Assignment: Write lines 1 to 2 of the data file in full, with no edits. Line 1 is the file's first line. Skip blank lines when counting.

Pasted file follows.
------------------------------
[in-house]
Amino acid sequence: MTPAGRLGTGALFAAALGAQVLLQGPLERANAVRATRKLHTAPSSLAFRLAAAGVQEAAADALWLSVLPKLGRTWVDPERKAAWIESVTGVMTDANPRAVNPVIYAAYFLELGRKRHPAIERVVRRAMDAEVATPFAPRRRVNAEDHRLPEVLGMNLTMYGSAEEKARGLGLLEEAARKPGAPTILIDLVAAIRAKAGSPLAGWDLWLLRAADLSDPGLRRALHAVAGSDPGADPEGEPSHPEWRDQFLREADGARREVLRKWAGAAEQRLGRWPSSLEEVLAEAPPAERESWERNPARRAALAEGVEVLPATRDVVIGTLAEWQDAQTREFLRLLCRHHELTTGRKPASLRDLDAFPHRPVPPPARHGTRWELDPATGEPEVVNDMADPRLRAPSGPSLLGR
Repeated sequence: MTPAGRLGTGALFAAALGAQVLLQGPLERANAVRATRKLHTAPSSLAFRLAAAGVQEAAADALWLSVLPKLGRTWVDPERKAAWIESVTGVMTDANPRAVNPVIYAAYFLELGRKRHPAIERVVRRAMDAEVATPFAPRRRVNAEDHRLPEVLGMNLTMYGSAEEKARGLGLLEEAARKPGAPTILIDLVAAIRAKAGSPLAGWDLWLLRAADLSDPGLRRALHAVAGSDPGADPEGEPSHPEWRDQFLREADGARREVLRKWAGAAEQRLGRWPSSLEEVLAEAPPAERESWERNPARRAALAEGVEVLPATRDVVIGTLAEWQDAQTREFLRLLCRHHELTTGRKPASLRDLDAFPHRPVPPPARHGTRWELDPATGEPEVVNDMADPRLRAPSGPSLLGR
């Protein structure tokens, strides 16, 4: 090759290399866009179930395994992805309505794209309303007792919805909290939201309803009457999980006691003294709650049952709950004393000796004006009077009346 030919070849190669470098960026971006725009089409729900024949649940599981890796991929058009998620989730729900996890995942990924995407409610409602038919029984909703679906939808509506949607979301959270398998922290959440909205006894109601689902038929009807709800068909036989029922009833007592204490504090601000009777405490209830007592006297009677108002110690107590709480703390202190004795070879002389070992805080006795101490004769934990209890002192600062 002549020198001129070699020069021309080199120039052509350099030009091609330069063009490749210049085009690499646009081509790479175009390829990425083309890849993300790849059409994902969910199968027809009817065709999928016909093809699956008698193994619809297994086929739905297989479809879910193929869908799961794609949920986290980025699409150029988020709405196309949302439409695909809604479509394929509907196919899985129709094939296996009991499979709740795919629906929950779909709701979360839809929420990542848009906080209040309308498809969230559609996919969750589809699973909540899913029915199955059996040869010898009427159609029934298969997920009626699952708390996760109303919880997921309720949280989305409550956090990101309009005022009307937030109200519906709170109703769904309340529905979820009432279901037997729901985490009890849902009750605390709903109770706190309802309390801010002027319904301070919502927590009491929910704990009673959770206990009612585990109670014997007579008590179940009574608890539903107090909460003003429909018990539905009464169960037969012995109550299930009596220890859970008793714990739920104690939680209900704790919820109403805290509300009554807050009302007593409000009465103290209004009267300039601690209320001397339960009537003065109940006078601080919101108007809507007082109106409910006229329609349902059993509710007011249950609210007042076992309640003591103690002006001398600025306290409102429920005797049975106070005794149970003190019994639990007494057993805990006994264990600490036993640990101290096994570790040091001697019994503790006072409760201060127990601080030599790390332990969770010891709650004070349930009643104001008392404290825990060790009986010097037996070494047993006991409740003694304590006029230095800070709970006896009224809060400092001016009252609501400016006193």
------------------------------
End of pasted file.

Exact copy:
[in-house]
Amino acid sequence: MTPAGRLGTGALFAAALGAQVLLQGPLERANAVRATRKLHTAPSSLAFRLAAAGVQEAAADALWLSVLPKLGRTWVDPERKAAWIESVTGVMTDANPRAVNPVIYAAYFLELGRKRHPAIERVVRRAMDAEVATPFAPRRRVNAEDHRLPEVLGMNLTMYGSAEEKARGLGLLEEAARKPGAPTILIDLVAAIRAKAGSPLAGWDLWLLRAADLSDPGLRRALHAVAGSDPGADPEGEPSHPEWRDQFLREADGARREVLRKWAGAAEQRLGRWPSSLEEVLAEAPPAERESWERNPARRAALAEGVEVLPATRDVVIGTLAEWQDAQTREFLRLLCRHHELTTGRKPASLRDLDAFPHRPVPPPARHGTRWELDPATGEPEVVNDMADPRLRAPSGPSLLGR